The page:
The historically productive Besshi-type sulfide deposits in the Japanese accretionary complex were formed as volcanogenic massive sulfide deposits on the deep-sea floor of the Panthalassa Ocean and these deposits were a major source of copper during the development of modern Japan over approximately three centuries until the 1970s.
Professor Yasuhiro Kato, Dr. Tatsuo Nozaki (The University of Tokyo) and Dr. Katsuhiko Suzuki (Japan Agency for Marine-Earth Science and Technology, JAMSTEC) successfully obtained eleven well-defined Re-Os isochrons of the Besshi-type sulfide deposits in the Sanbagawa Belt, Japan and all isochrons yielded an Re-Os age of ca. 150 Ma in the Late Jurassic.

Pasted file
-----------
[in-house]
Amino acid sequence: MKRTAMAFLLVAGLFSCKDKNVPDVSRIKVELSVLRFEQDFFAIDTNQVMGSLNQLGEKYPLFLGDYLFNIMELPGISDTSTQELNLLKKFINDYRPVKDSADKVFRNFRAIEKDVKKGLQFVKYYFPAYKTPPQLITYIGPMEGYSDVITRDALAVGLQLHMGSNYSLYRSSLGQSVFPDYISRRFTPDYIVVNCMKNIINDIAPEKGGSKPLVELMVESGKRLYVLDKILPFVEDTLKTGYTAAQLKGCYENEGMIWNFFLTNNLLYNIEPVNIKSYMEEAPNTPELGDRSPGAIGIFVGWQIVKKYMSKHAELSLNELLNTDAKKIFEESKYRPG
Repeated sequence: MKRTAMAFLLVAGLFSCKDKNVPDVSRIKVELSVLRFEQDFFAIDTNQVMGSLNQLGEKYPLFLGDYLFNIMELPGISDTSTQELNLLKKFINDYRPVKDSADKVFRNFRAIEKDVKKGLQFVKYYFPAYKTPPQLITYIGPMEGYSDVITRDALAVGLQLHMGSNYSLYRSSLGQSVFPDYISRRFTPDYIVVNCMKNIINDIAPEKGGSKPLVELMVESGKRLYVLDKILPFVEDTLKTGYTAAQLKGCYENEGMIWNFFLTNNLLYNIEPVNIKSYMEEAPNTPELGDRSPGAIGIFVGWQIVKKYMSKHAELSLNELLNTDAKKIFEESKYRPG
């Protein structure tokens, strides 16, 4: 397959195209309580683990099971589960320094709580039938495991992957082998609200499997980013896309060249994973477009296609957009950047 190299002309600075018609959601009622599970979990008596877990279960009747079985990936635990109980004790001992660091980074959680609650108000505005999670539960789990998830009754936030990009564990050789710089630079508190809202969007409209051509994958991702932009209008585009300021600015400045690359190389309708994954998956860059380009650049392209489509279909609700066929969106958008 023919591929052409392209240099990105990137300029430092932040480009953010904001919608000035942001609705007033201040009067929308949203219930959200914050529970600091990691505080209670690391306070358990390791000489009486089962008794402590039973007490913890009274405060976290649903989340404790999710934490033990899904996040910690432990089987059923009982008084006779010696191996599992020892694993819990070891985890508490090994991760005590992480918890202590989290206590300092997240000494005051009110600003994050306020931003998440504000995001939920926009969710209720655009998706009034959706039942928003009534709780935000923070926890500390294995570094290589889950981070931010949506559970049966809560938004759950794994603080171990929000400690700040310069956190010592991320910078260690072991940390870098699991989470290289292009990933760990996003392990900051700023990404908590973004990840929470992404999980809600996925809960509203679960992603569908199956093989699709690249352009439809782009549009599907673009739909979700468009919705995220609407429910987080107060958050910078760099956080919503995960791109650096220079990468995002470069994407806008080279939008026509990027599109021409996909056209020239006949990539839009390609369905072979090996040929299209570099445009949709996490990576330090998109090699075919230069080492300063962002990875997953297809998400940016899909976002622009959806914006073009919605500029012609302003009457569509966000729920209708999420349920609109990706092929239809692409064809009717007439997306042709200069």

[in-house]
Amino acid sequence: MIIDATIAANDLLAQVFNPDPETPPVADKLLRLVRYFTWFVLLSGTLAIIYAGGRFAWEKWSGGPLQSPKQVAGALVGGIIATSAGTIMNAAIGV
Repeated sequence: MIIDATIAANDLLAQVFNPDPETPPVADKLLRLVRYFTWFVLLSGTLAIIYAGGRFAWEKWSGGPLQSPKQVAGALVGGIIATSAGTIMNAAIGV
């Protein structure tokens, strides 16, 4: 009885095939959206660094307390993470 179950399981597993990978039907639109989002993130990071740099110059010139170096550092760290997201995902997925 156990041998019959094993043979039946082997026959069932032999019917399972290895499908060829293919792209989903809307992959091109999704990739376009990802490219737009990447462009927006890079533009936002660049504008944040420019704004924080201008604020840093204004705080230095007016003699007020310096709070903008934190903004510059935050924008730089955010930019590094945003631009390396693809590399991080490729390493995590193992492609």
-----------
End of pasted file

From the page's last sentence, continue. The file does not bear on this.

These Re-Os ages revealed that a sequence of geological processes most likely occurred in the Late Jurassic period as follows: (1) vigorous volcanic and hydrothermal activity at the mid-ocean ridge → (2) voluminous hydrothermal sulfide deposition on the pelagic paleo-seafloor and rise of atmospheric CO2 concentration → (3) disappearance of ice sheets in the polar region → (4) subdued ocean circulation → (5) development of global ocean anoxia → (6) preservation of seafloor hydrothermal sulfide and petroleum deposits without dissolution into seawater.
This is the first strong evidence for the development of global ocean anoxia in the Late Jurassic and the breakthrough result demonstrating a very close genetic relationship between mineral/petroleum resource formations and paleocean environmental changes. Moreover, the geochronological constraints obtained here can provide a new exploration guide for undiscovered Besshi-type sulfide deposits in accretionary complexes all over the world.
Source: University of Tokyo